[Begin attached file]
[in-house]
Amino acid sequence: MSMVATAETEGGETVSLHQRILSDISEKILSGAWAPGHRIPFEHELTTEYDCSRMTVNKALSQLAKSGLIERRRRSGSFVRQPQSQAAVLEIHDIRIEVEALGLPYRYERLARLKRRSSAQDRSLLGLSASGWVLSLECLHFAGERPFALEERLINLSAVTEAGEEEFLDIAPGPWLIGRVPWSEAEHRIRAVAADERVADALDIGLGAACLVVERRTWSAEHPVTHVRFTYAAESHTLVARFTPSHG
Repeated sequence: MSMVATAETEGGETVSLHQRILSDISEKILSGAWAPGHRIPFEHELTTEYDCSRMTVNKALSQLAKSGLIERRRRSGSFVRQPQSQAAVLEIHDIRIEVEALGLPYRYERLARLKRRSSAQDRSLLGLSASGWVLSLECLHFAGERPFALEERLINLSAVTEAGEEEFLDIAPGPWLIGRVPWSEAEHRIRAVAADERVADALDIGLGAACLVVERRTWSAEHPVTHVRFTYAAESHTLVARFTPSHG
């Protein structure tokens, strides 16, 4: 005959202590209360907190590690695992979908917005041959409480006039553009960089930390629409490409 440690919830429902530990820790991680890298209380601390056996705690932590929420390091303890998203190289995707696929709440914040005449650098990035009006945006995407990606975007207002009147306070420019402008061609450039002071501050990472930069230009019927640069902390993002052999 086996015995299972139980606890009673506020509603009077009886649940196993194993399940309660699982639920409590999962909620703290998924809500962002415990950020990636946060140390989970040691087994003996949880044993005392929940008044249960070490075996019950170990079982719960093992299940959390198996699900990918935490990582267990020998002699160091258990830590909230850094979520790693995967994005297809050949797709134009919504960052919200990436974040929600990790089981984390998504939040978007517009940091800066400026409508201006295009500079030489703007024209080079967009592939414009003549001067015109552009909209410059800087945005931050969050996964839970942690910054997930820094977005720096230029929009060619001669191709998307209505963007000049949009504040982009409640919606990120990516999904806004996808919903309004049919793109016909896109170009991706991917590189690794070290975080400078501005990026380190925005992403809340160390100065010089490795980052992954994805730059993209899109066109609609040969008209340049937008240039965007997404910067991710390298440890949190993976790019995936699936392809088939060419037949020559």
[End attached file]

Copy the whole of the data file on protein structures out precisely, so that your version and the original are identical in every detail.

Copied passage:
[in-house]
Amino acid sequence: MSMVATAETEGGETVSLHQRILSDISEKILSGAWAPGHRIPFEHELTTEYDCSRMTVNKALSQLAKSGLIERRRRSGSFVRQPQSQAAVLEIHDIRIEVEALGLPYRYERLARLKRRSSAQDRSLLGLSASGWVLSLECLHFAGERPFALEERLINLSAVTEAGEEEFLDIAPGPWLIGRVPWSEAEHRIRAVAADERVADALDIGLGAACLVVERRTWSAEHPVTHVRFTYAAESHTLVARFTPSHG
Repeated sequence: MSMVATAETEGGETVSLHQRILSDISEKILSGAWAPGHRIPFEHELTTEYDCSRMTVNKALSQLAKSGLIERRRRSGSFVRQPQSQAAVLEIHDIRIEVEALGLPYRYERLARLKRRSSAQDRSLLGLSASGWVLSLECLHFAGERPFALEERLINLSAVTEAGEEEFLDIAPGPWLIGRVPWSEAEHRIRAVAADERVADALDIGLGAACLVVERRTWSAEHPVTHVRFTYAAESHTLVARFTPSHG
């Protein structure tokens, strides 16, 4: 005959202590209360907190590690695992979908917005041959409480006039553009960089930390629409490409 440690919830429902530990820790991680890298209380601390056996705690932590929420390091303890998203190289995707696929709440914040005449650098990035009006945006995407990606975007207002009147306070420019402008061609450039002071501050990472930069230009019927640069902390993002052999 086996015995299972139980606890009673506020509603009077009886649940196993194993399940309660699982639920409590999962909620703290998924809500962002415990950020990636946060140390989970040691087994003996949880044993005392929940008044249960070490075996019950170990079982719960093992299940959390198996699900990918935490990582267990020998002699160091258990830590909230850094979520790693995967994005297809050949797709134009919504960052919200990436974040929600990790089981984390998504939040978007517009940091800066400026409508201006295009500079030489703007024209080079967009592939414009003549001067015109552009909209410059800087945005931050969050996964839970942690910054997930820094977005720096230029929009060619001669191709998307209505963007000049949009504040982009409640919606990120990516999904806004996808919903309004049919793109016909896109170009991706991917590189690794070290975080400078501005990026380190925005992403809340160390100065010089490795980052992954994805730059993209899109066109609609040969008209340049937008240039965007997404910067991710390298440890949190993976790019995936699936392809088939060419037949020559």